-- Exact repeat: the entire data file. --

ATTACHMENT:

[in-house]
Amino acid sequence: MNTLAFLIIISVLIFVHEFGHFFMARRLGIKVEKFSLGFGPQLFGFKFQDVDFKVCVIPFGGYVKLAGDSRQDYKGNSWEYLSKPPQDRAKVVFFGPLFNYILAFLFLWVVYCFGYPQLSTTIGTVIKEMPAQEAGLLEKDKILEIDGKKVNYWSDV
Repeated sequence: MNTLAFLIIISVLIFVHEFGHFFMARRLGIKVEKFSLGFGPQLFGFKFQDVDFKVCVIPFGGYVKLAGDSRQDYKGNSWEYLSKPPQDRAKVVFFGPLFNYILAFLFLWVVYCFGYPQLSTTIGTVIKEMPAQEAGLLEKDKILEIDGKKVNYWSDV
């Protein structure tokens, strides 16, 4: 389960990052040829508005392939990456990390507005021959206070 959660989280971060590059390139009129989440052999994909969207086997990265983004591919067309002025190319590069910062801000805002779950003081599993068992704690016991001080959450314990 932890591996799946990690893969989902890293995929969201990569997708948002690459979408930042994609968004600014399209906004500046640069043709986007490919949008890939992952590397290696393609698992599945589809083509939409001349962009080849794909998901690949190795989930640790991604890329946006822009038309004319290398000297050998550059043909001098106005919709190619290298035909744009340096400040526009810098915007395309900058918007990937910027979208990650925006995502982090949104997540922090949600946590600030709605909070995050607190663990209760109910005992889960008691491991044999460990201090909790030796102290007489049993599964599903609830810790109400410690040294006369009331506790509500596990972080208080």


[in-house]
Amino acid sequence: MNTLAFLIIISVLIFVHEFGHFFMARRLGIKVEKFSLGFGPQLFGFKFQDVDFKVCVIPFGGYVKLAGDSRQDYKGNSWEYLSKPPQDRAKVVFFGPLFNYILAFLFLWVVYCFGYPQLSTTIGTVIKEMPAQEAGLLEKDKILEIDGKKVNYWSDV
Repeated sequence: MNTLAFLIIISVLIFVHEFGHFFMARRLGIKVEKFSLGFGPQLFGFKFQDVDFKVCVIPFGGYVKLAGDSRQDYKGNSWEYLSKPPQDRAKVVFFGPLFNYILAFLFLWVVYCFGYPQLSTTIGTVIKEMPAQEAGLLEKDKILEIDGKKVNYWSDV
């Protein structure tokens, strides 16, 4: 389960990052040829508005392939990456990390507005021959206070 959660989280971060590059390139009129989440052999994909969207086997990265983004591919067309002025190319590069910062801000805002779950003081599993068992704690016991001080959450314990 932890591996799946990690893969989902890293995929969201990569997708948002690459979408930042994609968004600014399209906004500046640069043709986007490919949008890939992952590397290696393609698992599945589809083509939409001349962009080849794909998901690949190795989930640790991604890329946006822009038309004319290398000297050998550059043909001098106005919709190619290298035909744009340096400040526009810098915007395309900058918007990937910027979208990650925006995502982090949104997540922090949600946590600030709605909070995050607190663990209760109910005992889960008691491991044999460990201090909790030796102290007489049993599964599903609830810790109400410690040294006369009331506790509500596990972080208080």